ready. Tantric cube up tight seam, signal limit

The previous stanza ends with a full stop so this extract does contain the full sentence. Things may be a bit clearer in this instance. The notorious use of internment (imprisonment without trial) by the British government between 1971 and 1975 resulted in a rise in the membership of paramilitary groups. So ‘sweep flight’ may refer to the initial arrests and ‘profligate disposal’ to the fact that many (over 1900) were incarcerated whilst ‘buck more in and ready’ may refer to internment causing more individuals to go against ‘normal’ law-abiding practices and to join the IRA and other groups and to be ready to participate in violent acts. If this is the case then ‘oh’ here is likely to represent an ardent (as in keenly felt) lament or disappointment at the brutality and crass stupidity that characterised so much of British policy throughout the seventies.

The third ‘oh’ takes me back into bafflement territory although there are a few more footholds-

let lid flicker, stand up. Said what choice spoken

Quickly at a brag do they when not or if profound
same brows matching oh weigh out lamp for show fly
forward, must do. Weed wet they say would you de-
lay hard trimming fast the sluice unclued eye into.

I have spent ten minutes in the company of rules 88 and 89 of the Hong Kong Jockey Club and can now confirm that a jockey ‘weighs out’ before a race and weighs in after it and that the rules about this are quite complex. This, of course, does not help with either the bafflement or the ardency. The eagle-eyed amongst you will note the proximity of ‘must’ and some may recall that ‘lamp’ as a verb can mean to strike or to thrash, especially in northern dialect. So somebody may be being beaten up in order to either deter or intimidate others. ‘Brag’ as a verb can mean both arrogant and boastful language and a ” Show, pomp, display; pompous demeanour or carriage” which brings to my mind the deeply weird Orange marches that continue to be such a source of conflict.

If this particular ‘oh’ does not indicate ardency then might it indicate a kind of bored resignation because all parties during the Troubles continued to make the same mistakes and adopt the same nonsensical ‘positions’. There’s also the slim possibility that the verification involved in weighing out a jockey might nod towards the actions of the independent group set up to monitor if the IRA was actually disarming.

The fourth ‘oh’ (from the eighth poem) doesn’t offer any obvious footholds-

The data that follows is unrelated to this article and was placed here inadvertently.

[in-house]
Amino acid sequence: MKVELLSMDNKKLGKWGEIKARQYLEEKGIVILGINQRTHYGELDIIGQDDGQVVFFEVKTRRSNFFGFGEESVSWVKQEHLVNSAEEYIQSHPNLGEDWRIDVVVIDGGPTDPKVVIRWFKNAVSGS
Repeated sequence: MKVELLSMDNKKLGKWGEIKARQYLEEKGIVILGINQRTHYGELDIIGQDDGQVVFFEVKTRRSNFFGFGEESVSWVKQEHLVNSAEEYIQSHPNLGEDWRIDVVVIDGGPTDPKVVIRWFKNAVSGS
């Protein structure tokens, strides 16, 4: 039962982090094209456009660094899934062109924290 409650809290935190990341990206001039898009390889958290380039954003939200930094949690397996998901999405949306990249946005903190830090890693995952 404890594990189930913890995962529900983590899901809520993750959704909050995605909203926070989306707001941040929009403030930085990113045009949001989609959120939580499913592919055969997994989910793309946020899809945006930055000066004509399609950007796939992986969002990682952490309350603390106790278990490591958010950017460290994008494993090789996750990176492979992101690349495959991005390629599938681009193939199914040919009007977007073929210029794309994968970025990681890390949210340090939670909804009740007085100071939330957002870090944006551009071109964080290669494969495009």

at the boundary. Draw back torted, for fraction unlit
decept inner bark what frame oh how not even upright

Is the surface entire all for them compose him runnel
delegate incision, enjoy the permit gates, be tint likely
pitch acid hob. Loop for fray unpick over flint skies.

I’m not going to even attempt the ‘torted’. ‘decept’, ‘runnel’ route because that is likely to take me into forensic fretting over signification and what I’m trying to do here is to examine the nature of the ‘oh’. It can of course be argued that in order to grasp the oh then I need to understand the context. I accept this but also point out that this particular ‘oh’ seems to be another expression of either dismay, exasperation or disappointment and doesn’t seem to contain very much ardency- although we can be ardently exasperated, can’t we?

The final ‘oh’ (from the penultimate poem) is a bit more promising-

folder wasted in a cratch, into that. Did they wear better
busy neck-piece jesting harmonious interlock bundle tag
agreement oh same training striker defect. All same lock

‘Same’ is repeated throughout the sequence and one day I will try and make sense of the various ways in which it is deployed. Is this particular same involved in some kind of coaching or education? Does ‘striker’ refer to hunger striker and what might this defect be? The strike was in part an extension of the blanket protest against the withdrawal of political status for IRA prisoners and the requirement that such prisoners should wear ‘ordinary’ prison uniform. I’d like to think that this ‘oh’ is an expression of fervent regret but that might be more about my feelings about the hunger strike than Prynne’s.